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13 Assassins 
Somehow last year, I managed to completely find myself oblivious to the fact that Takashi Miike's magnificent "13 Assassins" was in fact a remake of a 1963 tale of the same name by legendary director Eiichi Kudo. The film was the starting point for an informal trilogy by Kudo that also includes "The Great Killing" and "Eleven Samurai." While Kudo's film may predate Miike's by nearly 50 years, it is no less technically proficient and what it lacks in sheer spectacle, it makes up for in unbridled artistry and philosophy. The two films make an interesting double-feature, as both are both masterpieces that provide a stunning example of how the concept of a remake can be a very positive factor.
As in Miike's film, the general driving point of the story is an insane Daimyo who is on the path to becoming a high ranking political official, callously rapes the daughter-in-law of a host while on a journey across Japan. Not stopping there, Lord Naritsugu (the Daimyo) kills her husband when he seeks the naturally expected instance of revenge as well as woman herself. Unluckily for him, morality wins out over political policy and a former, legendary, but aged samurai, Shinzaemon takes the seemingly suicidal mission of forming a band of fearless warriors to bring justice to the world by removing Naritsugu from it.
"13 Assassins" is not a film classified as quickly paced, running 126 minutes, Kudo wastes not a second of screen time, making every long, carefully choreographed shot matter. This original telling of the tale has a distinct purpose: to take a look inside (albeit shallow at times) the soul of a samurai as he must defy contrived convention to right a wrong of purely human meaning. Kudo's camera work is a work of beauty and the first half of the film, which serves as the buildup to carrying out the assassination feels like it could be from a somber character drama at times, instead of an ultimately intense action film. The camera work is extended all the way to the film's nearly 30 minute finale, that is amazingly intense for its time, taking the long steady shots into narrow corridors of death, giving the viewer a true sense of the claustrophobia associated with battle.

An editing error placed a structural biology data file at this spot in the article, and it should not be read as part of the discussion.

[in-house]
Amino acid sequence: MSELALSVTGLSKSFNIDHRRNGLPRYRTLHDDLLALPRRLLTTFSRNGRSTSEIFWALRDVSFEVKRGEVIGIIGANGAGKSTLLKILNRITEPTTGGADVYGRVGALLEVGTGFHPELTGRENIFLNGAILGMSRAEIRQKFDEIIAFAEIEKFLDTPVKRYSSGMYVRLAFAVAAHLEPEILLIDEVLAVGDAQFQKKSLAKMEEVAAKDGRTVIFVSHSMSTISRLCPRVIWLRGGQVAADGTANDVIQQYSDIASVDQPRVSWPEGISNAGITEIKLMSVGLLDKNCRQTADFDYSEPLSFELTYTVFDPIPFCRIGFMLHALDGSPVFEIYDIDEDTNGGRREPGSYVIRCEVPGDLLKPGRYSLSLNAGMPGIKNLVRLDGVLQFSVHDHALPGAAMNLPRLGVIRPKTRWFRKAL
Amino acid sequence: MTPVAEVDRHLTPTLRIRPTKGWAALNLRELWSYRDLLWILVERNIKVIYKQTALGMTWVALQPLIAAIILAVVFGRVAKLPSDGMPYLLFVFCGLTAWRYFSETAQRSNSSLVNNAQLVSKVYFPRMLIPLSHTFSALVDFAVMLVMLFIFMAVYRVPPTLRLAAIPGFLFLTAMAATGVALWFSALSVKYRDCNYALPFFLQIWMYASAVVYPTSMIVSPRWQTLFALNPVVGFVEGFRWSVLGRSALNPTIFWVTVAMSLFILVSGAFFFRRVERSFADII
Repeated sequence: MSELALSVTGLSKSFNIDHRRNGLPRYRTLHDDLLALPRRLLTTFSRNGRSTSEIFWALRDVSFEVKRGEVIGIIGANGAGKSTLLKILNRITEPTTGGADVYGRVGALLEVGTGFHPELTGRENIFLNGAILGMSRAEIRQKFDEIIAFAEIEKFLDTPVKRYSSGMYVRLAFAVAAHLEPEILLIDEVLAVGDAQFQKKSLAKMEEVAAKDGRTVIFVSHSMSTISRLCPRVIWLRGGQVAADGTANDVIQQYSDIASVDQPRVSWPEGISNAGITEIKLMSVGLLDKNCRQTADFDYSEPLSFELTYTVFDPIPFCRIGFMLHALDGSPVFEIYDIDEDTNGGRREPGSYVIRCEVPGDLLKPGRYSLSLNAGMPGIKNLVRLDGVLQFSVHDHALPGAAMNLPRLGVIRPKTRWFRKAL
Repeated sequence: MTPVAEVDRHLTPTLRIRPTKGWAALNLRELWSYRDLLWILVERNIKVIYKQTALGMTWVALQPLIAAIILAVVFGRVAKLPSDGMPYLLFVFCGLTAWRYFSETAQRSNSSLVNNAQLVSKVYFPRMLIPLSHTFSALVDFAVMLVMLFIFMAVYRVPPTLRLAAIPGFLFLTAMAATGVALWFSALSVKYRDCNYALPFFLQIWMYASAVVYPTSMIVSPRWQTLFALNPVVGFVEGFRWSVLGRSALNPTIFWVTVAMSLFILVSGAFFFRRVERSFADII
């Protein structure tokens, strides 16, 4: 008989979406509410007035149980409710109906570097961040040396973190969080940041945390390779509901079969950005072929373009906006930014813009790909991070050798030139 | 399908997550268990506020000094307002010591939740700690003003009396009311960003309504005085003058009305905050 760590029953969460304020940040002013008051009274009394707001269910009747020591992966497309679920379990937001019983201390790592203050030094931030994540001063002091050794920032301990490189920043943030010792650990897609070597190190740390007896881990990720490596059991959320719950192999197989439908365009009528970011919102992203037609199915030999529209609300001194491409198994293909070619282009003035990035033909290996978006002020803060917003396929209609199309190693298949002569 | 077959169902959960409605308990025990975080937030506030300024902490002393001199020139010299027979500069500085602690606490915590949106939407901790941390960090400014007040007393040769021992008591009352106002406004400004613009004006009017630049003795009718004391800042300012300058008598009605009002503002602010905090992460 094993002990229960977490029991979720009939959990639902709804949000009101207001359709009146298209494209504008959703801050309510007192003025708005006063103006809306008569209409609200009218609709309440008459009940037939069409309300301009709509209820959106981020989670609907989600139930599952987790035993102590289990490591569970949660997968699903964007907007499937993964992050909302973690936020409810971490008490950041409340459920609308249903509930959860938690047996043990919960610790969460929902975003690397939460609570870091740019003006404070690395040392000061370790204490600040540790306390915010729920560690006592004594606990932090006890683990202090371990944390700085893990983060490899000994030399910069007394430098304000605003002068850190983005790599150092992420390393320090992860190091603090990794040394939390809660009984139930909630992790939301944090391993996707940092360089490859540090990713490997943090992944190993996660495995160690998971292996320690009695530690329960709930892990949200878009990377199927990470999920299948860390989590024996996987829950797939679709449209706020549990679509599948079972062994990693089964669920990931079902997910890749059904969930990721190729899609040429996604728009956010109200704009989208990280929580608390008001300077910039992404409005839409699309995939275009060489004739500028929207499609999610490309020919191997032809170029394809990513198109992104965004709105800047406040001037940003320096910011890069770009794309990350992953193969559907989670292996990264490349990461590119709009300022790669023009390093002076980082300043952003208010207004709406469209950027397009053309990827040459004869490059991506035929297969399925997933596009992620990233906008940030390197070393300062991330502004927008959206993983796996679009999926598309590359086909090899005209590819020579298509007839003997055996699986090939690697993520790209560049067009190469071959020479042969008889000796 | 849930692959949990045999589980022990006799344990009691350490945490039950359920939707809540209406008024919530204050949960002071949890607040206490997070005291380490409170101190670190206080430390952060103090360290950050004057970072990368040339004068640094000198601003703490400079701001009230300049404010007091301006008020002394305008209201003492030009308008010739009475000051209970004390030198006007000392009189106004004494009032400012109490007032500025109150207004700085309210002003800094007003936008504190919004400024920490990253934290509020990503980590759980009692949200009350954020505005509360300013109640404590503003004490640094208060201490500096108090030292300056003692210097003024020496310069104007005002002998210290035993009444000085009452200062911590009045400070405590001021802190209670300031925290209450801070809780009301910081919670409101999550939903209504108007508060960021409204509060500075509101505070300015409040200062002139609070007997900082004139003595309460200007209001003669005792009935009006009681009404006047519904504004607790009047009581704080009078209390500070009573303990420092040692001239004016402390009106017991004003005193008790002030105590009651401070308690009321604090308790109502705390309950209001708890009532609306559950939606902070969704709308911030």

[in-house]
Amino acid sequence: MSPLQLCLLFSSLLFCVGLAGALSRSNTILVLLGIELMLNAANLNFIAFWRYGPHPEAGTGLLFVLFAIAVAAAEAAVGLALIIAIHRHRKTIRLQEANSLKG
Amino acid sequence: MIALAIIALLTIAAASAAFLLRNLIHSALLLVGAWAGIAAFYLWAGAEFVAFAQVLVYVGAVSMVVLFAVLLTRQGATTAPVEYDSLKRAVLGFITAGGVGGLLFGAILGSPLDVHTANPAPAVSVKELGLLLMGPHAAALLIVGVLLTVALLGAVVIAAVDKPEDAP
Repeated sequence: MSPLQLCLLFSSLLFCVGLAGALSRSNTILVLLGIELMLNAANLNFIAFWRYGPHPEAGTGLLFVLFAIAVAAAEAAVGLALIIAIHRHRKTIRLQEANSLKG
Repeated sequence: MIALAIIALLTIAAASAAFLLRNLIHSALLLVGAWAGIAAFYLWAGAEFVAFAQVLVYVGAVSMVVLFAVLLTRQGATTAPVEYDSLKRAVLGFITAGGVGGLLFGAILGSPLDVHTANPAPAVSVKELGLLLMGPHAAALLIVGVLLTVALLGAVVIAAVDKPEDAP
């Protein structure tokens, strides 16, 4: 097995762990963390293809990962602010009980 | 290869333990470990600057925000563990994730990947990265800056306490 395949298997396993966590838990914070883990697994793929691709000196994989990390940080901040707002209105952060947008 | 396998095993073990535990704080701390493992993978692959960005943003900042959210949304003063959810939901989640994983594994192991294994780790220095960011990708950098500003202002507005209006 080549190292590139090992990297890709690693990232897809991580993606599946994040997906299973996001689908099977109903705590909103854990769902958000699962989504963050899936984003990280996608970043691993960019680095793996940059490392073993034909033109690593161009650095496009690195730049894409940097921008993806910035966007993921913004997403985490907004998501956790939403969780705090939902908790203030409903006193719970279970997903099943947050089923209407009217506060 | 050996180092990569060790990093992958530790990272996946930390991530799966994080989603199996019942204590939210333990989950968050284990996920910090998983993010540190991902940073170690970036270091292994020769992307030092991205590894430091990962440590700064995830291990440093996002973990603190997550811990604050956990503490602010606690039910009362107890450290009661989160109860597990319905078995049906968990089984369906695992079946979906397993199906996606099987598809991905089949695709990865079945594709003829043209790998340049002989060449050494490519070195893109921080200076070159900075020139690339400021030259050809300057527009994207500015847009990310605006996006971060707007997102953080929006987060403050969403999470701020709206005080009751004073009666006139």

From a storytelling standpoint, "13 Assassins" suffers from some minor stumbles. Despite the title, only a few standout characters of the titular baker's dozen are distinguishable and viewers of both this and Miike's take will be saddened to see how underplayed the 13th member of the group is. However, the heavy focus on Shinzaemon and his association with Naritsugu's head of security makes for a tense cat-and-mouse game. Kudo's film wonderfully captures traditional genre elements such as honor, duty, and loyalty without being heavy handed. The film is unequivocally a technical masterpiece and a magnificent encapsulation of the romanticism associated with samurais, with a good dose of sobering futility thrown in for good measure. If you've only seen Miike's take, you must see this original, it is familiar enough yet still different to ensure neither version is the definitive take on this story.
The 2.35:1 anamorphic widescreen transfer captures the essence of the film's crisp, almost hauntingly sharp black and white cinematography admirably. Contrast is spot-on and detail is above average. Compression artifacts are kept to a bare minimum, while edge-enhancement is non-existent. The print does suffer from some minor damage, while grain levels are very low, but again, no sign of DNR is spotted.
The Japanese stereo audio track is relatively clean and free from audible hissing, however, as with many older films, high-end distortion is a noticeable factor. It's not the most dynamic track, nor is it expected to be one. English subtitles and cultural translations are available in both yellow/green/red subtitles or standard white/grey. A plain subtitles only track is available in both color options, while a basic English captions track is also included.
The extras include a text-based set of production notes (which include a few additional cultural translations not included on the main subtitle track), cast and crew bios, and some original trailer for the film.
AnimeEigo's release of "13 Assassins" is a true delight. It's a very technically sound release of a phenomenal film. Kudo's film is beautiful, tragic, and intense, often at the same time. For me, this marked the discovery of a director and hopefully the promise stated on the cover of AnimEigo bringing "The Great Killing" and "Eleven Samurai" to DVD as well comes to fruition; if they are half the films this is, they will be well worth seeing. Highly Recommended.